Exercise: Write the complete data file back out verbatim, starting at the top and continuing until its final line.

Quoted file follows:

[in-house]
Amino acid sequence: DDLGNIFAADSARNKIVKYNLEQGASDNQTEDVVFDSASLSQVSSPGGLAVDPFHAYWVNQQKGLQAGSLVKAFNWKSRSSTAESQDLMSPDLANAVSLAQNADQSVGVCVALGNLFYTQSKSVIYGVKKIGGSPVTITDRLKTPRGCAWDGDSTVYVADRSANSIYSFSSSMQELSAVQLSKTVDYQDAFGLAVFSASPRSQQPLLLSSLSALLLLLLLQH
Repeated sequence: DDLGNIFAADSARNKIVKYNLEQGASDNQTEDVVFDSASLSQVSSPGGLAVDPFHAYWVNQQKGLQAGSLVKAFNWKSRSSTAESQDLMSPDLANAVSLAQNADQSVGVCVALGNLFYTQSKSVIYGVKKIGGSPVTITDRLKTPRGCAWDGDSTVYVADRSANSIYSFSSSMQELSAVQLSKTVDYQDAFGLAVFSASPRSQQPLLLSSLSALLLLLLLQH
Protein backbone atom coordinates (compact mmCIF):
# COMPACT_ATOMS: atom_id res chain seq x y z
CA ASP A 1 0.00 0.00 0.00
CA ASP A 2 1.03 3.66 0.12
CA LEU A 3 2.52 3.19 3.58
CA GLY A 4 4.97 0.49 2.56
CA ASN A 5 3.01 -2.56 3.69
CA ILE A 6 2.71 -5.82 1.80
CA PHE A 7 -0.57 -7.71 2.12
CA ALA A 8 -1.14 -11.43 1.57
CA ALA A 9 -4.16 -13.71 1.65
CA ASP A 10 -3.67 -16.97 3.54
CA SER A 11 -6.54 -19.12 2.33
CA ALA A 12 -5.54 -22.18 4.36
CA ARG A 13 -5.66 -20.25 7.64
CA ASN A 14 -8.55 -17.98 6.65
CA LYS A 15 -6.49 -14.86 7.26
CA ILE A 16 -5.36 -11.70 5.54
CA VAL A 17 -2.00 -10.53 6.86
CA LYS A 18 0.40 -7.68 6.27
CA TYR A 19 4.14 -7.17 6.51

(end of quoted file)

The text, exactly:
[in-house]
Amino acid sequence: DDLGNIFAADSARNKIVKYNLEQGASDNQTEDVVFDSASLSQVSSPGGLAVDPFHAYWVNQQKGLQAGSLVKAFNWKSRSSTAESQDLMSPDLANAVSLAQNADQSVGVCVALGNLFYTQSKSVIYGVKKIGGSPVTITDRLKTPRGCAWDGDSTVYVADRSANSIYSFSSSMQELSAVQLSKTVDYQDAFGLAVFSASPRSQQPLLLSSLSALLLLLLLQH
Repeated sequence: DDLGNIFAADSARNKIVKYNLEQGASDNQTEDVVFDSASLSQVSSPGGLAVDPFHAYWVNQQKGLQAGSLVKAFNWKSRSSTAESQDLMSPDLANAVSLAQNADQSVGVCVALGNLFYTQSKSVIYGVKKIGGSPVTITDRLKTPRGCAWDGDSTVYVADRSANSIYSFSSSMQELSAVQLSKTVDYQDAFGLAVFSASPRSQQPLLLSSLSALLLLLLLQH
Protein backbone atom coordinates (compact mmCIF):
# COMPACT_ATOMS: atom_id res chain seq x y z
CA ASP A 1 0.00 0.00 0.00
CA ASP A 2 1.03 3.66 0.12
CA LEU A 3 2.52 3.19 3.58
CA GLY A 4 4.97 0.49 2.56
CA ASN A 5 3.01 -2.56 3.69
CA ILE A 6 2.71 -5.82 1.80
CA PHE A 7 -0.57 -7.71 2.12
CA ALA A 8 -1.14 -11.43 1.57
CA ALA A 9 -4.16 -13.71 1.65
CA ASP A 10 -3.67 -16.97 3.54
CA SER A 11 -6.54 -19.12 2.33
CA ALA A 12 -5.54 -22.18 4.36
CA ARG A 13 -5.66 -20.25 7.64
CA ASN A 14 -8.55 -17.98 6.65
CA LYS A 15 -6.49 -14.86 7.26
CA ILE A 16 -5.36 -11.70 5.54
CA VAL A 17 -2.00 -10.53 6.86
CA LYS A 18 0.40 -7.68 6.27
CA TYR A 19 4.14 -7.17 6.51